Not the most interesting thing to talk about but if an issue comes up it's always better to know what’s going on and how to fix it.

*This blog made available by The Jim Grieve Group is for educational purposes only as well as to give you general information and a general understanding of real estate, not to provide specific real estate advice. By using this blog site you understand that there is no Realtor-client relationship between you and the Blog/Web Site publisher. The Blog/Web Site should not be used as a substitute for competent real estate advice from a licensed professional Realtor. 

May 17, 2021

Crawl Space

The hole, normally in your laundry room or bedroom closet, that leads to the dark space under your house. 

A crawl space is a great thing in my opinion as it allows you to access plumbing, keeps your flooring warmer rather than a slab floor (concrete), and a good place for your furnace and some storage.  

Let's start with a slab floor compared to a crawl space under your feet.  Standing on concrete as you know is much cooler than standing with shoes on.  Your crawlspace gives an air gap between your feet and the ground.  

Accessing the electrical and plumbing from the crawl is a really good thing.  You will be able to see if there is a leak or move anything if you want or need to.  If you have a slab floor you are breaking the concrete up and digging the plumbing out.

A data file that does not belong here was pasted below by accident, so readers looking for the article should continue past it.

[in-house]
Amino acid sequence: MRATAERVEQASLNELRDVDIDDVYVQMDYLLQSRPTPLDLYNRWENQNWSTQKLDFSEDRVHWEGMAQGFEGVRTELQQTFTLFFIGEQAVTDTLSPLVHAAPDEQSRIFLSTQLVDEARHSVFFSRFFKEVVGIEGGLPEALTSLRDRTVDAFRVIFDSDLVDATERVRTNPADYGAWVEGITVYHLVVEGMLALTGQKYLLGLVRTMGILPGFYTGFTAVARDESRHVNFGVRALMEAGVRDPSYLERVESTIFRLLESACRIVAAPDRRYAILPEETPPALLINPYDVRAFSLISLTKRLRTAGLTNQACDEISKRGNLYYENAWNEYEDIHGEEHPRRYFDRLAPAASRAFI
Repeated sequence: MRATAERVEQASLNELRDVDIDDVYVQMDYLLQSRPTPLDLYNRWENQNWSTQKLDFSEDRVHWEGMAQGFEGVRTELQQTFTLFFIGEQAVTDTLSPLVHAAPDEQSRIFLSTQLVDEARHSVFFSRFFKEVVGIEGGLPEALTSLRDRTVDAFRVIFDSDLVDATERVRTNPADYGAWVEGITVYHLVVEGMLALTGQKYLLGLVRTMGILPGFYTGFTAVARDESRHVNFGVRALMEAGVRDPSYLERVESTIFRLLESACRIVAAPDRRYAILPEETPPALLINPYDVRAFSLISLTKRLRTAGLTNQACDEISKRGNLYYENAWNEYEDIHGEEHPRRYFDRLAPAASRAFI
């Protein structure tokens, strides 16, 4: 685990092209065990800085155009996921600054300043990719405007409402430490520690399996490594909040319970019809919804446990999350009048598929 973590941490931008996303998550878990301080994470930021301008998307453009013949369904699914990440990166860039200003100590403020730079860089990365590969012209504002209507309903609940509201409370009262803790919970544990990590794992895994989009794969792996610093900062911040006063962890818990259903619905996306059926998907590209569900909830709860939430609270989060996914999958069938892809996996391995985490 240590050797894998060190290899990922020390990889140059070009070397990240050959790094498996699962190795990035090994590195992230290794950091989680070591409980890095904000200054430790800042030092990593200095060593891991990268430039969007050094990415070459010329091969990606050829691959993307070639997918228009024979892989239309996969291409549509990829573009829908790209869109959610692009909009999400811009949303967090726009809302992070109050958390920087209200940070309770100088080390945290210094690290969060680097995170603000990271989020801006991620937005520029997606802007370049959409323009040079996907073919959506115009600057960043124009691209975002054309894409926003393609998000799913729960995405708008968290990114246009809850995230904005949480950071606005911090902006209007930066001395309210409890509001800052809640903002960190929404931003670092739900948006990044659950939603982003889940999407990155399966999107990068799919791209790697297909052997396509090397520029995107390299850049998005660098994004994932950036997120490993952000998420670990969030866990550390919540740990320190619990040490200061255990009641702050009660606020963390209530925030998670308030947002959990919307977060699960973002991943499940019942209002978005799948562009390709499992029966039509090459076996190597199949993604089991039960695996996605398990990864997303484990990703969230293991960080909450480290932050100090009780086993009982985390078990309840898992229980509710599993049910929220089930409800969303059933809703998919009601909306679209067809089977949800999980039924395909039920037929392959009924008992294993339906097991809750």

The crawl space is called a crawlspace for a reason.  I have seen a crawl with as little as a foot and a half to 6 feet.  Normally a craw is 3.5-4 feet and has a concrete or skim layer on the flooring of it.  The furnace can be in it on its side, mounted to the floor joists out of the way.

You will see the foundation wall and then normally a footing or center wall in the middle if needed. 

On the floor between the footings, you will often find a skim layer of concrete.  Normally there is a layer of poly and then a thin layer of concrete approximately 2 inches.  Don’t worry if there are cracks in it as it is just to keep poly down which keeps the dirt and moisture away from getting into your house.  If your house has a crawlspace without a concrete skim coat you want to ensure it has a poly/vapor barrier covering the dirt.  If you have a dirt crawl, the moisture that will come up in the dirt can enter your house and cause it to have an odor also.  You will want the poly to completely cover every inch of the dirt.  Normally there is a mastic putty or glue/tape to the foundation walls and then tape for the joints in the floor.  Any hole will release the moisture through so tape them all up with a red tuck tape is best.  

Sometimes you will find gravel covering the poly just to keep it down as well.  

Efflorescence will show as a white powder or white staining on your foundation walls or the floor of your craw.  That is the calcium deposit left after the water has evaporated showing you have a water intrusion.  It is very common so don’t worry too much unless it is a large area or very thick but it may mean there is an issue somewhere else you want to deal with so it doesn’t get worse.  It could be a problem with your perimeter drain which I will discuss further in another blog.

Storing items in your crawlspace is possible but I feel it is best to keep things in totes just in case there is a sneaky water issue you won't see till you go to get something in it once a year or to change your furnace filter.